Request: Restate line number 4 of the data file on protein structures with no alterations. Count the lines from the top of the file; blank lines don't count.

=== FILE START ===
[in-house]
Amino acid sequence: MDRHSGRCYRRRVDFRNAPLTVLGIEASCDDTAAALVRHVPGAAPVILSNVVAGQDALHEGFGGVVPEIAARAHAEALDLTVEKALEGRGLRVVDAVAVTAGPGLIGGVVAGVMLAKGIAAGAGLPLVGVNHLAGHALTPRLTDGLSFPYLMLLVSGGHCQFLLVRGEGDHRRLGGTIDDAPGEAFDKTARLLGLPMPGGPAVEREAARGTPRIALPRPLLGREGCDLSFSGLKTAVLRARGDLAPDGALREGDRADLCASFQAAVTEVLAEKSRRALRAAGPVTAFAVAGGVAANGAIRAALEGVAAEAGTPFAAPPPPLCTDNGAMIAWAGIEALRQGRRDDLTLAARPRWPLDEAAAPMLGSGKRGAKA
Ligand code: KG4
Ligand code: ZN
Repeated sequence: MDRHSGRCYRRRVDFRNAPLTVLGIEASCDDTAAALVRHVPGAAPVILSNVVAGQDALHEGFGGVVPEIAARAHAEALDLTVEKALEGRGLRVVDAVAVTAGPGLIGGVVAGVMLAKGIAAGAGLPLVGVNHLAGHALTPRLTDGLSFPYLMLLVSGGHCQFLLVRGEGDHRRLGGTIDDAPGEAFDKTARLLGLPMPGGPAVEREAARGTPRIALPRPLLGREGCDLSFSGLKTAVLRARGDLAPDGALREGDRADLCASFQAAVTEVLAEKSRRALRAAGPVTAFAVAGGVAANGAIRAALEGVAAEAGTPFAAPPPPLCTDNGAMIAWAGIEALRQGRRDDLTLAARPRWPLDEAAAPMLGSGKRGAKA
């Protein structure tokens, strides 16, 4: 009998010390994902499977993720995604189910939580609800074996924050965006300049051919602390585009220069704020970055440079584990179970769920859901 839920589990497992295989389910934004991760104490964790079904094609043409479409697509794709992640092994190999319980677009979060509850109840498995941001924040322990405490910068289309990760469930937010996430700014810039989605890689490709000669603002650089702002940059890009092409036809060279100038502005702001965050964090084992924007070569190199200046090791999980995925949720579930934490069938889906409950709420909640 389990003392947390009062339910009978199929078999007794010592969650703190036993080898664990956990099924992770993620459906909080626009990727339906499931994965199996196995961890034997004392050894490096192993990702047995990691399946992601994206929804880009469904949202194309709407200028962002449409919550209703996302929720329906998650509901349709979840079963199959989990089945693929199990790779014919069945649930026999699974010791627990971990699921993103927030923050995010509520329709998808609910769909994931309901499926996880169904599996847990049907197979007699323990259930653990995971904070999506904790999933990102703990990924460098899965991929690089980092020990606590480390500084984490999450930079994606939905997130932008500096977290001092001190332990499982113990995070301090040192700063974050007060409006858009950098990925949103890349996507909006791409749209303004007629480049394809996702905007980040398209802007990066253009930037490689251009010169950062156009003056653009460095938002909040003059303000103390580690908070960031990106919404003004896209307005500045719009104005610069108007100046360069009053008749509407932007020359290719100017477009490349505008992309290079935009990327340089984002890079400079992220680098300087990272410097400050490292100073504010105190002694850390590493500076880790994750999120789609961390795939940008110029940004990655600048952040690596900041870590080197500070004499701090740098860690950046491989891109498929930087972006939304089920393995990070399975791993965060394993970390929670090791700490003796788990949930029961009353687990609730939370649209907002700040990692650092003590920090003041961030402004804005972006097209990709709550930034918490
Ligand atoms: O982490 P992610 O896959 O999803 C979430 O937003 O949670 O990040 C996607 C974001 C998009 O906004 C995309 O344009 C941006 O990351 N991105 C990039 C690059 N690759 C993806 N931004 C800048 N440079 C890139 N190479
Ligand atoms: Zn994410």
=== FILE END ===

Ligand code: ZN